And then I moved out. She feels the distance. It probably pains her, that I have grown wings in addition to walls.

Whenever I go home, she insists I stay longer. I would love to, for more than two or three days. I do not. My little sister comes alive when I am home. She runs to greet me when I walk into the compound if she is not at school and always asks whether I have brought her new cartoons (this is our shared intimacy). She piles on to my mother’s gentle exhortations.

The exigencies of a young and working life impose themselves, bearing down even on my conscience, numbing it a little. I could work from home if I really wanted to. I am not brave enough to ask to work remotely, even for a week. Instead, twice weekly phone calls, with the weekend ones being longer, suffice. This is what I tell myself.

Would that we could

Recently I travelled to a warmer place, where the pace is gentler, where the people seem friendlier. The food there is better (at least what I ate) and more varied and cheaper. The beer there is also cheap! The most expensive drink I had there went for the equivalent of three hundred shillings.

I was doing the same work I do here but more intensely. For some reason I did not feel the sense of emptiness and exhaustion that characterizes this kind of work, the feeling what I am doing is ultimately futile and one day I will wake up and realize I have wasted my life.

I felt lighter. Some cosmic weight had been sloughed off my shoulders, even though I was staring at a command line for most of the time and I worked longer and harder than I have since the first few months after I got this job. In those quiet spaces of my mind and in the chilled air-conditioned office, I could see myself slowing down. Stepping off the hamster wheel no longer felt like an impossibility.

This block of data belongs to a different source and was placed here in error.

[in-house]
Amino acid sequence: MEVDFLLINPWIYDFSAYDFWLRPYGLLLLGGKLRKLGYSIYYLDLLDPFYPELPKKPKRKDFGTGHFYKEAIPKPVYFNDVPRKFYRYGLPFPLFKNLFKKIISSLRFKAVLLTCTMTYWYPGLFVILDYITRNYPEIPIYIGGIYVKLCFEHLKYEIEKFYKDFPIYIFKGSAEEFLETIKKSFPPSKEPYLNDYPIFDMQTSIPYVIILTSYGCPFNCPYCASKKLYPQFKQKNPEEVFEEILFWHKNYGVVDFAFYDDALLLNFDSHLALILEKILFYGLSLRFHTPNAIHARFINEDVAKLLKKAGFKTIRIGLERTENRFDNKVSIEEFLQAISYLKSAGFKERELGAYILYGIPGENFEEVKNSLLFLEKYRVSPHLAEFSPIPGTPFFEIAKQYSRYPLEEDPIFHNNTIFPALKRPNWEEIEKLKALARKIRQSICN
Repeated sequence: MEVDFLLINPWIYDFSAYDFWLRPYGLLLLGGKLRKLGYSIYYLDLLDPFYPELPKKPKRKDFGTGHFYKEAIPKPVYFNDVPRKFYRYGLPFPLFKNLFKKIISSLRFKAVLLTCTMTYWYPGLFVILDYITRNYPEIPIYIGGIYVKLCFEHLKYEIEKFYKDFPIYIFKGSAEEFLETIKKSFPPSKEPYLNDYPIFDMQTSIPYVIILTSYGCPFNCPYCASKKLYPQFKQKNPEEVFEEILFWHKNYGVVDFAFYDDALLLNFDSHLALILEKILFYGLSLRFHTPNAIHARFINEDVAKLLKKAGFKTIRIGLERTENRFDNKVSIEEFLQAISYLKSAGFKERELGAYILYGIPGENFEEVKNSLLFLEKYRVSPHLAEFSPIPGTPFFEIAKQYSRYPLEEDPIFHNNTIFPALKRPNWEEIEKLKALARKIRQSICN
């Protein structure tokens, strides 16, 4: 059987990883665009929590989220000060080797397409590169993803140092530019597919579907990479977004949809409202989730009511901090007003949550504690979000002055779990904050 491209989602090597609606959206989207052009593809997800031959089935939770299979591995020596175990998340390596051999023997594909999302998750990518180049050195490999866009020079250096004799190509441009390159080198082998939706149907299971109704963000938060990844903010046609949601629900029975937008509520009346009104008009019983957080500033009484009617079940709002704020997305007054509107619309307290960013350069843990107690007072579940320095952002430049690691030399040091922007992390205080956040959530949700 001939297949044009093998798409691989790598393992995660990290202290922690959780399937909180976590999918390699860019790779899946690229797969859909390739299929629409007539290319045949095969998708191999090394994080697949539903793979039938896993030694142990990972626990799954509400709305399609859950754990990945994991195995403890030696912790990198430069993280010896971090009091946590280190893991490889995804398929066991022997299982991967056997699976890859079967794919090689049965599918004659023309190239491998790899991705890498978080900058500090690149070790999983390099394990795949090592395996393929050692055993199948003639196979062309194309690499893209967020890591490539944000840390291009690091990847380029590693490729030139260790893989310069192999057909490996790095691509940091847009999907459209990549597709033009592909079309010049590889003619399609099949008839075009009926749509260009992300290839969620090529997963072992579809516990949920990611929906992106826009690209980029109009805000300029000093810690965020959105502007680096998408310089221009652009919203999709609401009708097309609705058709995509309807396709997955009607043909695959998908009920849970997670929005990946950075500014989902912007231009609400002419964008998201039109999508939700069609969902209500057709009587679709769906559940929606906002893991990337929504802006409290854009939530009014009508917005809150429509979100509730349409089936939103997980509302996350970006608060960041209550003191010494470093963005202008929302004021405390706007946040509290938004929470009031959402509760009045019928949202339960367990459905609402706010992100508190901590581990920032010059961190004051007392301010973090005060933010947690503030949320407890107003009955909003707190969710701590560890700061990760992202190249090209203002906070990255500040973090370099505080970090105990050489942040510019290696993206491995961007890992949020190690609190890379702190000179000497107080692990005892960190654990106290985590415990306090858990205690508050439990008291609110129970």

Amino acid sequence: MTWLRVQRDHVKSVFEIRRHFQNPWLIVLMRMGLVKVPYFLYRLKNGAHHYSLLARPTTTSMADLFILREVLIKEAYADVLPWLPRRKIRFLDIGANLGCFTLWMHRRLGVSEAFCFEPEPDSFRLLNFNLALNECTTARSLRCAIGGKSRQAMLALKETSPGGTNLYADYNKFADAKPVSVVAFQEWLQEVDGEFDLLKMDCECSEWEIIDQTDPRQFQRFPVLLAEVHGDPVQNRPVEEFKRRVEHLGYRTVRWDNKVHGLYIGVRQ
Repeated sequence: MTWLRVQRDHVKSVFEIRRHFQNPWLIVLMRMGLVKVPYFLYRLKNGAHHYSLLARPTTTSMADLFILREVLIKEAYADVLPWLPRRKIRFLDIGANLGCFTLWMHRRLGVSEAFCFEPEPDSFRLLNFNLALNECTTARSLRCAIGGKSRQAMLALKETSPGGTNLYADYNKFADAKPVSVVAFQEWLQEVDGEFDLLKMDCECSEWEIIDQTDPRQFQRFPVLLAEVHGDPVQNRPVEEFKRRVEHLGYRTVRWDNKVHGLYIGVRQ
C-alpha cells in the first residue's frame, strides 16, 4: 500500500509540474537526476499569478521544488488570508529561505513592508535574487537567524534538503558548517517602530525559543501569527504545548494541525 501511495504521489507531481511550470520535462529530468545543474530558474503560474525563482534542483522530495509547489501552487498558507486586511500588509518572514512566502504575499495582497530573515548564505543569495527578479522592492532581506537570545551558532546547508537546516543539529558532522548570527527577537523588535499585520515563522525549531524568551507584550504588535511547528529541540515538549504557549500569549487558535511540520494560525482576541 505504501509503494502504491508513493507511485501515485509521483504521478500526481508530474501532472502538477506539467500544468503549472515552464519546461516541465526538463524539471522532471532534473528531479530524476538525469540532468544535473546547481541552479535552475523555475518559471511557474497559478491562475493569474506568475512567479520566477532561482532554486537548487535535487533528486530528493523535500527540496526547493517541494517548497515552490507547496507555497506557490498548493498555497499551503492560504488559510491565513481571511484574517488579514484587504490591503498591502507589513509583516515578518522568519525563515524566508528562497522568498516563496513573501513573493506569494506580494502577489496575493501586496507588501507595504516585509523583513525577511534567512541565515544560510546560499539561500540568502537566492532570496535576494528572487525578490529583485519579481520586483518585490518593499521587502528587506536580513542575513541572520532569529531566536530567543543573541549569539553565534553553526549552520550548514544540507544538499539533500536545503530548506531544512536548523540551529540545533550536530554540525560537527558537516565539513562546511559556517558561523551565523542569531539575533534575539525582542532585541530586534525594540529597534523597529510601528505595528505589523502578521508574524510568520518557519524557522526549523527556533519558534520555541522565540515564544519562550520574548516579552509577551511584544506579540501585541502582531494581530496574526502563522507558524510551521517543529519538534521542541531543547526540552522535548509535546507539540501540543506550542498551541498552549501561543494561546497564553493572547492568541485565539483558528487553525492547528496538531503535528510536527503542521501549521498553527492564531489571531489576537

Not having to rush, not worrying and over-analysing, going with whatever flow you find yourself in, taking time with your meal, savouring a turn of phrase in a book, closing your eyes and feeling and listening to the breeze as it whispers through the trees.

To step off and away from the world even for a day. To abandon the careening ride of emotions and thoughts that constantly plague us, to feel deeply while at the same time feel nothing. The clichés are “to let go” and “to just be”. To stop running in circles. To be still enough to find meaning in the mundane, to not experience the mundane as merely mundane.

A close friend shares these sentiments. We agree we could both use a change of scene. We fantasize about going somewhere no one knows us, no one knows our sins and our flaws, where can start afresh and build new lives. Would that we could.

And we can be more empathetic. Empathy and understanding do not mean that you condone the actions of the people that you understand — but if you don’t understand them how can you change them? How can we help each other if we’re all stuck in our own echo chambers, not listening? How does change happen if we block somebody whose opinions we don’t like? How do we change their opinion? How do we have our opinions changed when they need changing if we don’t listen? – Dain Saint

Full post >> We Can Be Better by Dain Saint